In 1978, these large rail areas and warehouses had largely been replaced by surface parking lots: the area had become a home for cars, and cars alone, replacing trains and even what appears to be housing to the northeast along Mt. Auburn St.
Between 1978 and 1995, we see a massive revitalization of the entire area: Surface parking lots replaced by large buildings featuring hotels and restaurants; and the transformation of a second property which was formerly used for rail storage into the modern home of the Harvard Kennedy School.
This transformation is common throughout Cambridge in the era from the late 1970s to the mid 1990s: in many places, we see the transition from industrial to commercial, retail, and residential in this time period. In this case, we can also see the transformation of part of the site to what is now the JFK Memorial Park: a large open green space just north of Memorial Drive near JFK Street.
Interestingly, this site was originally intended for the JFK Library, but due to “civic opposition” in Cambridge, the library was built in Dorchester instead.
If you’ve never been to the JFK Library, I do recommend a trip: it’s a very pretty spot.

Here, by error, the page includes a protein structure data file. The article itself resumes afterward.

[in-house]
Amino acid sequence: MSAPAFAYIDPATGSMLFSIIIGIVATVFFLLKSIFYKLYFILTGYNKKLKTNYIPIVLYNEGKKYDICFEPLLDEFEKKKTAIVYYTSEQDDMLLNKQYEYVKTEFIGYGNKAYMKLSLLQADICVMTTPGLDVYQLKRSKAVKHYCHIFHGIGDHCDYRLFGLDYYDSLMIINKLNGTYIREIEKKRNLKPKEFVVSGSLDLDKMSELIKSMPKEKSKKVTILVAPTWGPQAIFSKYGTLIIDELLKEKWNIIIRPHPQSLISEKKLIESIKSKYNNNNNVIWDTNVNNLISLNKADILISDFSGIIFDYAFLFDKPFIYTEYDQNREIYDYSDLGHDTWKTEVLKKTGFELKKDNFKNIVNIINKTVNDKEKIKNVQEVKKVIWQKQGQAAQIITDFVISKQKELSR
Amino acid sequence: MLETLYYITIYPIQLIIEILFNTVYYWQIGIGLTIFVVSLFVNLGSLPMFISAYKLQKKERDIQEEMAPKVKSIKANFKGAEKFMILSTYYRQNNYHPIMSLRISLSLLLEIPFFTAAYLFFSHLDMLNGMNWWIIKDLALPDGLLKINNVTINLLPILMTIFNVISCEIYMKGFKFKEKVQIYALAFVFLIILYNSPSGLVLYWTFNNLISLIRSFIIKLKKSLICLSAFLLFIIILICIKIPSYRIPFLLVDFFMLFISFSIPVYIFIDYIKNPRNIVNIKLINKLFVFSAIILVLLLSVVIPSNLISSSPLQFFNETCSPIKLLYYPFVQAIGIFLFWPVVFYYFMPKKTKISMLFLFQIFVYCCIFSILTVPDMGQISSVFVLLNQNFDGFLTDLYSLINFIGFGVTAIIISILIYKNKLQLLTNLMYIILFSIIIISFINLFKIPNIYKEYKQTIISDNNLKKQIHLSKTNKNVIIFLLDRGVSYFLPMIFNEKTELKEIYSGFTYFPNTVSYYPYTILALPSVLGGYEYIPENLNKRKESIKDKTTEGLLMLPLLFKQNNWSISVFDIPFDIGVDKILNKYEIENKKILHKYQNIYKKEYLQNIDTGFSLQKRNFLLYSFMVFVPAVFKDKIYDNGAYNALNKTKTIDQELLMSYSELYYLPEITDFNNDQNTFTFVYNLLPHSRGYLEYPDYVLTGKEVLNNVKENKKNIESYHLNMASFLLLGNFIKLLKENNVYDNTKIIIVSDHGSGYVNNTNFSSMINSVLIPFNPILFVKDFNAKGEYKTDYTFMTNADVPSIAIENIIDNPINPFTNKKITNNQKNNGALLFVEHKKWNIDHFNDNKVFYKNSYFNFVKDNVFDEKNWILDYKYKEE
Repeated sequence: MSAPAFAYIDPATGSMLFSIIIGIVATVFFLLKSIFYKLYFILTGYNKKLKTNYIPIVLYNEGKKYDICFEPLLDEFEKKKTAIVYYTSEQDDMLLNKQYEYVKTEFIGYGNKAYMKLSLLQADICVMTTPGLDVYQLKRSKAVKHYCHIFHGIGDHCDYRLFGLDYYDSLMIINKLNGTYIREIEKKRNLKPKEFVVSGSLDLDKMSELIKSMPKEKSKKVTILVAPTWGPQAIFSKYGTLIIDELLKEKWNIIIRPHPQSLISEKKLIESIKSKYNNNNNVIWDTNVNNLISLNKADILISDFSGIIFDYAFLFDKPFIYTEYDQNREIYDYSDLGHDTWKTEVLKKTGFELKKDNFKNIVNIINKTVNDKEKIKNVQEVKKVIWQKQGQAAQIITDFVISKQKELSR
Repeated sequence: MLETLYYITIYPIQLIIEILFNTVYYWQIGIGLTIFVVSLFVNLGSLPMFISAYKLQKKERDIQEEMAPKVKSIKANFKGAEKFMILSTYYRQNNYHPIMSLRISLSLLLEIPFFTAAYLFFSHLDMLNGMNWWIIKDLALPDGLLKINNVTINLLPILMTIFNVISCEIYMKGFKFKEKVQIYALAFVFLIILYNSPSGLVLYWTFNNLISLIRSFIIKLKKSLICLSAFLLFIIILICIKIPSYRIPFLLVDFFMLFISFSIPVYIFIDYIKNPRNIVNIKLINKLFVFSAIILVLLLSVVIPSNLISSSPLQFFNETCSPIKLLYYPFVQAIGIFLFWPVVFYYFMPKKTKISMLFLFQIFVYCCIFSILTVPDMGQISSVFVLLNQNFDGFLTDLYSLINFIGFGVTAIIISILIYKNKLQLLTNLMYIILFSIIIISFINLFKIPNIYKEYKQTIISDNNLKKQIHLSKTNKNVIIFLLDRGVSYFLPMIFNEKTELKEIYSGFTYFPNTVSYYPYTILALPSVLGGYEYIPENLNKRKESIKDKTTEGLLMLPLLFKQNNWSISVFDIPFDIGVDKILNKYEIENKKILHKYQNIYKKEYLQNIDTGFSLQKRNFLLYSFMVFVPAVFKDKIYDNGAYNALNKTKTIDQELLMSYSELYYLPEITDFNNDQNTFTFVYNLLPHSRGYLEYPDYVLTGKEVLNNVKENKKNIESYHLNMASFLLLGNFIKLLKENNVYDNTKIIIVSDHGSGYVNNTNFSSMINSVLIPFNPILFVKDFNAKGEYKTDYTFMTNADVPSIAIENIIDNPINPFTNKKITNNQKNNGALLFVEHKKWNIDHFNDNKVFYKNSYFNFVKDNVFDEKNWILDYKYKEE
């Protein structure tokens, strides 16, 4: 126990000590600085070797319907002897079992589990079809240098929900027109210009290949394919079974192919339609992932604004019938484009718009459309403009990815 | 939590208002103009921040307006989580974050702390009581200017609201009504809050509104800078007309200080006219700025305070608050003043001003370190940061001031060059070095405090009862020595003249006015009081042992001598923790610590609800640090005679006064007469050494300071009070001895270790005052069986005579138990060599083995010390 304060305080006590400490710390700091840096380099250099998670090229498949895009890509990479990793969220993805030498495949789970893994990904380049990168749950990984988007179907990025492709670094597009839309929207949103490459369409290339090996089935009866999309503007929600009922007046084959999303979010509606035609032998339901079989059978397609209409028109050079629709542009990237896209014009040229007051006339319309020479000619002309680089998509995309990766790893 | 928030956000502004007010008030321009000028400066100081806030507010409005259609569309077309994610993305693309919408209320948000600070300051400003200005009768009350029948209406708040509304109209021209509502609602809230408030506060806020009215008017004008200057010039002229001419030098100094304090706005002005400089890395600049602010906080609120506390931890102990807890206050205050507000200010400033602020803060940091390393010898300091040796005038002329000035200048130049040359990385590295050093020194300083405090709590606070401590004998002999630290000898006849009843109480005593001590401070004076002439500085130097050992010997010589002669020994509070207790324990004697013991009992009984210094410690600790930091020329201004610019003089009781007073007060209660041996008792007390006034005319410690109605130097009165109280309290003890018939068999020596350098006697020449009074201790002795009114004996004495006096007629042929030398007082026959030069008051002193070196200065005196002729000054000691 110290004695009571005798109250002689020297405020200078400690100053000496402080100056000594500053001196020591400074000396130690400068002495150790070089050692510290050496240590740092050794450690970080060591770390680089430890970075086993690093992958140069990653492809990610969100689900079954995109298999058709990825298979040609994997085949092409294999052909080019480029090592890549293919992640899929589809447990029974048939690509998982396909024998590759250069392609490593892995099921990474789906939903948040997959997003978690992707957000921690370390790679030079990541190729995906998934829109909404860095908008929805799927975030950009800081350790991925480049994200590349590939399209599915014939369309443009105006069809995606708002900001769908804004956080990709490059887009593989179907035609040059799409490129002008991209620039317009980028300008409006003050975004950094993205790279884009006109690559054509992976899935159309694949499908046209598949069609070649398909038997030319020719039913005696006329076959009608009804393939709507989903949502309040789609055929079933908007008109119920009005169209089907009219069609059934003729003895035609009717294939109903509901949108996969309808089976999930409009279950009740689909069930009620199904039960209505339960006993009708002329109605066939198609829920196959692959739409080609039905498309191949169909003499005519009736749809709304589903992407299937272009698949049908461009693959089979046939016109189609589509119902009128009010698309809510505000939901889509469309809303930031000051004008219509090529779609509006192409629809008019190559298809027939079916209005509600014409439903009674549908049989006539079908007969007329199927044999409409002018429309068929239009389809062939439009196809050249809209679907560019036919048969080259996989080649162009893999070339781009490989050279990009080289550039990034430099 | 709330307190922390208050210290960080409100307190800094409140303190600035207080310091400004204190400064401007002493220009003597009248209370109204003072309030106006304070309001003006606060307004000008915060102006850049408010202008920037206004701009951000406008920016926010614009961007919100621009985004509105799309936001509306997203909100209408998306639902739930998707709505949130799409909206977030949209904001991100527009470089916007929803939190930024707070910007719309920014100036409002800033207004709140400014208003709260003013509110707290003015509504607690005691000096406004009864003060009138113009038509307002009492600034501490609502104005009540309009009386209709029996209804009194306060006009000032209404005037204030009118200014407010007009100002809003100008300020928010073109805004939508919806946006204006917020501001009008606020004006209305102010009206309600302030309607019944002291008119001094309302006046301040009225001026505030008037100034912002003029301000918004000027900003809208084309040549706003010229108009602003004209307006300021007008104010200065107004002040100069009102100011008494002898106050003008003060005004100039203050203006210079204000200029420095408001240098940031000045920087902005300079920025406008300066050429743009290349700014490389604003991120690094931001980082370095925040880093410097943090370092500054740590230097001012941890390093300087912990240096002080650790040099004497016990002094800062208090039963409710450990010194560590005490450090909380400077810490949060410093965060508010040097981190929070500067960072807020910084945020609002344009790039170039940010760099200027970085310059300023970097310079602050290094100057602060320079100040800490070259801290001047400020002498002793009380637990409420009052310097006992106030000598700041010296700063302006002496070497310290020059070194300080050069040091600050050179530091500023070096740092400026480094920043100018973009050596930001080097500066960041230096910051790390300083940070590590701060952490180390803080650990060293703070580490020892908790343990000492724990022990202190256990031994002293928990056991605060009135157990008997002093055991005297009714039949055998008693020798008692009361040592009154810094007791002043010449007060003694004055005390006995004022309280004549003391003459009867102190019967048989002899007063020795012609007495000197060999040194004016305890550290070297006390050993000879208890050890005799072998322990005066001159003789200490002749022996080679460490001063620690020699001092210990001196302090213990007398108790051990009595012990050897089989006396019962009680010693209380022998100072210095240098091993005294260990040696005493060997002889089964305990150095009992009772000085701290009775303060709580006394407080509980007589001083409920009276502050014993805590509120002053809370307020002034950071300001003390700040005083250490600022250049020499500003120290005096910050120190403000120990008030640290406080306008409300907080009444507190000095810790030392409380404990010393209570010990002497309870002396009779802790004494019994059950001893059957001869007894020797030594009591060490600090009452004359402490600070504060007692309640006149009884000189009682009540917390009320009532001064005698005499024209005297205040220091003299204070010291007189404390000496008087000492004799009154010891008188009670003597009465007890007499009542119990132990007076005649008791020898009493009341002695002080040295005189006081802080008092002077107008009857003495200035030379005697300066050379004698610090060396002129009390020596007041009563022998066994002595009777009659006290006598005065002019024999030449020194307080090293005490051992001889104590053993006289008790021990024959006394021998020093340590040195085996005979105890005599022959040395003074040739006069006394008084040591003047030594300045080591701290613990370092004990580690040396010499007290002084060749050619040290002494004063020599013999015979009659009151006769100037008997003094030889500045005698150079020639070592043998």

Looking at the same Cambridge parcels in 2018, the scene is mostly the same: the Kennedy School appears to have shifted to a pedestrian friendly center, and crosswalks are more distinctly marked, but for the most part, the buildings in this part of Harvard Square and the surrounding area haven’t changed for more than 20 years.
This is the first time in the history of these images — dating from the 1830s all the way through today — that Cambridge has been anything like ‘static’. Unfortunately, this stagnation in the changing landscape across the city: while previously, we saw regular change citywide, that appears to have come to an end after the 1990s: We no longer see the change we used to see routinely in the city.
Instead, we see development only along the edges of town. No longer do we see commercial redevelopment near our core transit or business districts, but instead, see it pushed further out to areas like North Point and Alewife, pushing those new buildings out of the core lives of many people in Cambridge. Up until the 1990s, the city was marked by constant change, across the city, but we no longer see it.
In 1835, the city was largely a blank slate, with barely a sketch of the town that was to come. While Harvard has a few buildings, most of the town is simply sitting empty, though the early sketch of core streets has begun to be visible: Modern day Massachusetts Ave. is shown as Main Street, and Cambridge’s connective tissue to the rest of the region is somewhat visible.
In 1877, the entire neighborhood of Cambridgeport was largely still a blank slate: as recently filled in land, it was not yet built out, waiting to be filled in with both homes and industrial development that would be the norm for decades to come. At this point, the land that is now MIT was largely not yet turned into land.